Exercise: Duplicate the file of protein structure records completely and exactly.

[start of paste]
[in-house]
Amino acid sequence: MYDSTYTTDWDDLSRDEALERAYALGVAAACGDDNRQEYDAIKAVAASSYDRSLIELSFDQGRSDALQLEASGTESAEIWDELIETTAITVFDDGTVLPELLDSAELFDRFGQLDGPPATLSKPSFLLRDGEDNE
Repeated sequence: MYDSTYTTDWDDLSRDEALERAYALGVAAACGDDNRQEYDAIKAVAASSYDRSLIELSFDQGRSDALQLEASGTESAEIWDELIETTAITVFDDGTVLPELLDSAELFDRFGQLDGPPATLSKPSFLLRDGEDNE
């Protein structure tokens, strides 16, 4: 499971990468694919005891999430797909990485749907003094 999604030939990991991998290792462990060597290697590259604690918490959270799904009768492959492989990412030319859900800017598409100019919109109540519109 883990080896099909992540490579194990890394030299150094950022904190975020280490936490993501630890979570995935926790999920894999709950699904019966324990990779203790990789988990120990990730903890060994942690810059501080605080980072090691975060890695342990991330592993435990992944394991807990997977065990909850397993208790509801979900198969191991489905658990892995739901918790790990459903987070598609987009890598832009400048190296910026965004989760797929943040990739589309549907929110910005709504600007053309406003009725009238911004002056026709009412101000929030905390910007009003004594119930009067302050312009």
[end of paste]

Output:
[in-house]
Amino acid sequence: MYDSTYTTDWDDLSRDEALERAYALGVAAACGDDNRQEYDAIKAVAASSYDRSLIELSFDQGRSDALQLEASGTESAEIWDELIETTAITVFDDGTVLPELLDSAELFDRFGQLDGPPATLSKPSFLLRDGEDNE
Repeated sequence: MYDSTYTTDWDDLSRDEALERAYALGVAAACGDDNRQEYDAIKAVAASSYDRSLIELSFDQGRSDALQLEASGTESAEIWDELIETTAITVFDDGTVLPELLDSAELFDRFGQLDGPPATLSKPSFLLRDGEDNE
């Protein structure tokens, strides 16, 4: 499971990468694919005891999430797909990485749907003094 999604030939990991991998290792462990060597290697590259604690918490959270799904009768492959492989990412030319859900800017598409100019919109109540519109 883990080896099909992540490579194990890394030299150094950022904190975020280490936490993501630890979570995935926790999920894999709950699904019966324990990779203790990789988990120990990730903890060994942690810059501080605080980072090691975060890695342990991330592993435990992944394991807990997977065990909850397993208790509801979900198969191991489905658990892995739901918790790990459903987070598609987009890598832009400048190296910026965004989760797929943040990739589309549907929110910005709504600007053309406003009725009238911004002056026709009412101000929030905390910007009003004594119930009067302050312009």